Besides using the above calculation for the maximum dividend allowed, you can also search online for a limited company tax calculator. Once you find one, you can input the figures and the calculator will work out the pre and post-tax profit for you.
How much dividends can I take -the second method
When considering what is the maximum dividend a company can pay, you can also calculate your company’s profit which is available for your contractor dividends, by working back from the company bank account balance(s). Limited company contractors can use this method and it will also show how much is available in your company to pay as UK dividends. Therefore, you can use the following to calculate this before you go ahead with working out dividend payments:
- First, we take our company’s current bank account balance. We add the bank account balances together if we have more than one company bank account.
- Next, we add to this any company sales invoices that we have raised that are still outstanding.
- Then, we deduct from this any company tax bills that are outstanding. We need to calculate these tax bills right up to the present day.
How much dividend can I take -the UK taxes that a contractor may pay
- Value Added Tax (VAT). Usually, any VAT that you owe to HM Revenue & Customs is any VAT that you have yet to declare on the next VAT return. This VAT may also include the last quarter’s VAT bill, which your company has yet to pay.
- Pay As You Earn Tax (PAYE) / National Insurance Contributions (NIC). You usually pay your company’s PAYE/NIC bill each calendar quarter or each month. Any PAYE/NIC that you now owe is generally for the latest month or last quarter.
- CT. You pay this on an annual basis. You may not have yet paid last year’s CT charge at the current time. Therefore, the CT you currently owe is the CT for your company’s current financial year and perhaps the CT for the previous year.
Personal tax is known as Self-Assessment (SA) and the UK tax year covers 6 April to 5 April. Therefore, the 2023/24 tax year runs from 6 April 2023 to 5 April 2024. When we consider how much I can take as a limited company tax-free dividend, we will need to consider your tax allowances. If you fall under SA every year, you must complete a Self-Assessment tax return. The actual income tax you pay is calculated based on your overall income then we deduct any income tax you have paid during the tax year.
When we consider how much dividend can I take tax-free, we will need to consider your overall income. The dividend allowance was £2,000 in 2022/23, and this is now £1,000 in 2023/24. Therefore, every tax year, you can draw this amount tax-free from your company before you pay UK dividend tax. In addition, you also have a personal allowance of £12,570. As a result, when you run your own company, you have a total of £14.570 (£2,000 + £12,570) in 2022/23 or £13,570 in 2023/24 tax-free income each tax year. Furthermore, income above this will incur contractor dividend tax.
Once you have completed your Self-Assessment tax return, any tax that is due can be paid directly to HMRC, or you can request that it is included in your tax code for the following year.
When we calculate dividend tax, this will depend on which tax band you fall into. In addition, the UK limited company dividend tax rates are set at three different levels. Therefore, when we work out dividend tax, the amount of contractor dividend tax you pay on dividend income is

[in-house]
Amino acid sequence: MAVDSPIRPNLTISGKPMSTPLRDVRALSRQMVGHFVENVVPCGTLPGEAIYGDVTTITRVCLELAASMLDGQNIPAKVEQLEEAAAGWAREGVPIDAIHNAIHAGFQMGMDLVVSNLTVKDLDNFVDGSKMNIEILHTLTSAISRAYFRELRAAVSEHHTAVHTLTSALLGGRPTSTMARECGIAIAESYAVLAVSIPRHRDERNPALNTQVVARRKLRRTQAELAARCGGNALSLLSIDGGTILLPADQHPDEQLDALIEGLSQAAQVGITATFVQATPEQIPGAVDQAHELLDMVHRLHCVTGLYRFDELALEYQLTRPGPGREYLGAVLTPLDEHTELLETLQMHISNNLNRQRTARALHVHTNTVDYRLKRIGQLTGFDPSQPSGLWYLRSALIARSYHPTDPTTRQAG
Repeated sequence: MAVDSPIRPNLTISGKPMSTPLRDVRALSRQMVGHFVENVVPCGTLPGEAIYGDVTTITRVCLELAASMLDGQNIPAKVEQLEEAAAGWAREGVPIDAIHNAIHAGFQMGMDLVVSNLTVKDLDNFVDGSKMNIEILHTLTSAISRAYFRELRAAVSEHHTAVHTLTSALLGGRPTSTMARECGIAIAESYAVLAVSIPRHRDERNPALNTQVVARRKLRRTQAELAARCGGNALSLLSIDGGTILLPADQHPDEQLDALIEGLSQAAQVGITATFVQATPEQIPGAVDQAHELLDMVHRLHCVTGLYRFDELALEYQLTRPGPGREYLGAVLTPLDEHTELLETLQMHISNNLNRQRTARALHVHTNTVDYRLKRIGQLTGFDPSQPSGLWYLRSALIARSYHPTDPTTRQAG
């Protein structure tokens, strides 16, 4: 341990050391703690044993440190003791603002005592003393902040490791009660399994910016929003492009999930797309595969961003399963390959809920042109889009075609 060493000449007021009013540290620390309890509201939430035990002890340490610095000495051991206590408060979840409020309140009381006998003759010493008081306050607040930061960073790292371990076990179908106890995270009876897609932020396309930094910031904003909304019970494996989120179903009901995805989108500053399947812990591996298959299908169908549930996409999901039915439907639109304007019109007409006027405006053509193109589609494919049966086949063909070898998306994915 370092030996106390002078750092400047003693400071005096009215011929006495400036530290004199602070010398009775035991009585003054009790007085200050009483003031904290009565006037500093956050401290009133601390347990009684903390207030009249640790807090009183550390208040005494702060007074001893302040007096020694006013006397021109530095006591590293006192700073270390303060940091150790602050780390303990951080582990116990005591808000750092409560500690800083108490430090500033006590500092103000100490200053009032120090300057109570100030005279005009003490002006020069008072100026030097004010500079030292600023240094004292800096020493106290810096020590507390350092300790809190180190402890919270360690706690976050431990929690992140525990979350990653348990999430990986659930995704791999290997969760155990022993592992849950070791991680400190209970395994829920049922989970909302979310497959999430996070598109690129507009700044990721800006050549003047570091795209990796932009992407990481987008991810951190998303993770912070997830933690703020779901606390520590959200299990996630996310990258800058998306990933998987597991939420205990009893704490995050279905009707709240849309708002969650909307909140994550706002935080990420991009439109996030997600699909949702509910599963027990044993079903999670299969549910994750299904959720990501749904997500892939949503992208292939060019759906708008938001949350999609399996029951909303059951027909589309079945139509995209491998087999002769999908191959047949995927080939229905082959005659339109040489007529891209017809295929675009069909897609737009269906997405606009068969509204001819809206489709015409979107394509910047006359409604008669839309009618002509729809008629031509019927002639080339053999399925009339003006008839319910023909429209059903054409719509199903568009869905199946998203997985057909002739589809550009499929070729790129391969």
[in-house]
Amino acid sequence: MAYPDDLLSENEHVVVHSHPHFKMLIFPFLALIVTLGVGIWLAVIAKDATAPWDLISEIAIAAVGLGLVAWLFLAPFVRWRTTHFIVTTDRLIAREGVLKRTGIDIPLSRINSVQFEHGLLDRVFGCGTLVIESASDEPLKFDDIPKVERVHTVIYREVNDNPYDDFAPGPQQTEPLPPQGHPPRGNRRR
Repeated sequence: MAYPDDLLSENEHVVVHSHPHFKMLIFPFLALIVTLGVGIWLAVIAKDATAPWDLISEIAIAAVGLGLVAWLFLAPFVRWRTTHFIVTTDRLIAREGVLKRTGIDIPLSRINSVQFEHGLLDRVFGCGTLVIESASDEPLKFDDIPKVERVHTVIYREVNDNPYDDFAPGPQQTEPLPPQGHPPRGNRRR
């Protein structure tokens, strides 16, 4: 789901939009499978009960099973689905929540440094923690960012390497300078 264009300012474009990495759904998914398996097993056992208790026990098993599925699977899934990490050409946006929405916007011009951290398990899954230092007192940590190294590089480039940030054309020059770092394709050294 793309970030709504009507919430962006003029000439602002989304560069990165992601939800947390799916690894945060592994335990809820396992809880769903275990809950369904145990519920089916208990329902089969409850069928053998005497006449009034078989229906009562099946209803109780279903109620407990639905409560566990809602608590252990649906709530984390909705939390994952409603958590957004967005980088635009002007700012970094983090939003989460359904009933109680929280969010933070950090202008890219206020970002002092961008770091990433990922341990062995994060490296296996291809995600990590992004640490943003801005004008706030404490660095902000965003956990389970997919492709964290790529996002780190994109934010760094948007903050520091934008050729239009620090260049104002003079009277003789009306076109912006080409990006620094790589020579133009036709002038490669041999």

- 8.75% in the basic rate band.
- 33.75% in the higher rate band.
- 39.35% in the additional rate tax band.
Other areas to consider
How much dividend can I take tax-free
When you consider how much dividend is tax-free, this will all depend on your other income.
As mentioned, the tax-free dividend allowance was £2K in 2022/23 and it is now £1,0000 in 2023/24, and the personal allowance in the UK is £12,570.
Therefore, if you consider how much dividend I can take tax-free in 2023/24 and you have no other income at all, you could potentially earn the £1K dividend allowance plus £12,570 personal allowance = £13,570 tax-free. However, in reality, most people will have other income.
What to consider going forward
On an ongoing basis, as a UK contractor or business owner, you should try and keep track of the profit in your company.
If you do this, you then know how much your business can pay you as contractor dividends at any time.
You should also be aware of what you should leave behind in your company to cover the various tax bills.
If you follow the above methods, it makes sure that you do not leave your business short of its tax bills later on.
How much dividend can I take -when your company pays you too much
It is sensible to make sure that you do not take too much dividends as a UK contractor. If this does occur, you may have drawn dividends from the funds required to cover your company’s future tax bills. To sum up, you need to know what is available as ltd company dividends from your business profits before you draw them
If you pay more dividends than are available at any moment, any surplus amounts will need to be treated as a director’s loan. As a result, you should try to repay any overpaid amounts as soon as possible. If you cannot do this currently and the loan remains outstanding, further tax issues can arise.
If you ever find yourself in a position at any time where your company cannot pay its taxes, there are certain things that you need to consider.
If you are a director of your own company, it’s certainly good to know how much dividend can I take before you pay yourself a dividend. When you do a company profit check and are aware of this, you will know what you can draw from your company in terms of salary & dividends. It’s good practice to work out your business profit and keep a note of this on an ongoing basis. Doing this will keep you aware of the company dividends you can take should the need arise. Doing this also ensures that your business does not have financial difficulty later.
As a final thought, now you know how much your business has in profit, you can also consider something else. When you take your dividends, how does this impact your tax position? If your income is above £50,000 gross, it will incur higher rates tax. Therefore, please read our article that covers the most tax-efficient way to pay yourself.